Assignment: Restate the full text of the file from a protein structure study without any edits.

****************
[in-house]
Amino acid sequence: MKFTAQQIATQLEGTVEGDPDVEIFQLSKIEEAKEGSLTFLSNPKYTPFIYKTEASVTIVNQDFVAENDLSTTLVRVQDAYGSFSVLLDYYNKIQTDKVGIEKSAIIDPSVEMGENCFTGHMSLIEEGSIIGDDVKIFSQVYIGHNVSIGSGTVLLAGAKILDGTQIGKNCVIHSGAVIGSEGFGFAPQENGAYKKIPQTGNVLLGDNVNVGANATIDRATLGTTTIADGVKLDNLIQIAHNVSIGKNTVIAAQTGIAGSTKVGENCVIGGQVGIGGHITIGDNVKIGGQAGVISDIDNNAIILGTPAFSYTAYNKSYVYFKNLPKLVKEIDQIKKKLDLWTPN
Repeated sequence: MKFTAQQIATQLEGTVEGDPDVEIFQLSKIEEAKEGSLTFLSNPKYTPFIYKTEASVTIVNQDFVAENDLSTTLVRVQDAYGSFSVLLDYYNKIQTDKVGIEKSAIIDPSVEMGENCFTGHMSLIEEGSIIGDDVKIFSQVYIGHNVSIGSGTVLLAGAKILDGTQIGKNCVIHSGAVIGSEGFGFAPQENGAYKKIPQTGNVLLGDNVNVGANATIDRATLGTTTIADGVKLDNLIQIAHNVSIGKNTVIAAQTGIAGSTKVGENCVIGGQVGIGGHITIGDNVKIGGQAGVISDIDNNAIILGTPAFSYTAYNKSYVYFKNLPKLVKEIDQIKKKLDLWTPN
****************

[in-house]
Amino acid sequence: MKFTAQQIATQLEGTVEGDPDVEIFQLSKIEEAKEGSLTFLSNPKYTPFIYKTEASVTIVNQDFVAENDLSTTLVRVQDAYGSFSVLLDYYNKIQTDKVGIEKSAIIDPSVEMGENCFTGHMSLIEEGSIIGDDVKIFSQVYIGHNVSIGSGTVLLAGAKILDGTQIGKNCVIHSGAVIGSEGFGFAPQENGAYKKIPQTGNVLLGDNVNVGANATIDRATLGTTTIADGVKLDNLIQIAHNVSIGKNTVIAAQTGIAGSTKVGENCVIGGQVGIGGHITIGDNVKIGGQAGVISDIDNNAIILGTPAFSYTAYNKSYVYFKNLPKLVKEIDQIKKKLDLWTPN
Repeated sequence: MKFTAQQIATQLEGTVEGDPDVEIFQLSKIEEAKEGSLTFLSNPKYTPFIYKTEASVTIVNQDFVAENDLSTTLVRVQDAYGSFSVLLDYYNKIQTDKVGIEKSAIIDPSVEMGENCFTGHMSLIEEGSIIGDDVKIFSQVYIGHNVSIGSGTVLLAGAKILDGTQIGKNCVIHSGAVIGSEGFGFAPQENGAYKKIPQTGNVLLGDNVNVGANATIDRATLGTTTIADGVKLDNLIQIAHNVSIGKNTVIAAQTGIAGSTKVGENCVIGGQVGIGGHITIGDNVKIGGQAGVISDIDNNAIILGTPAFSYTAYNKSYVYFKNLPKLVKEIDQIKKKLDLWTPN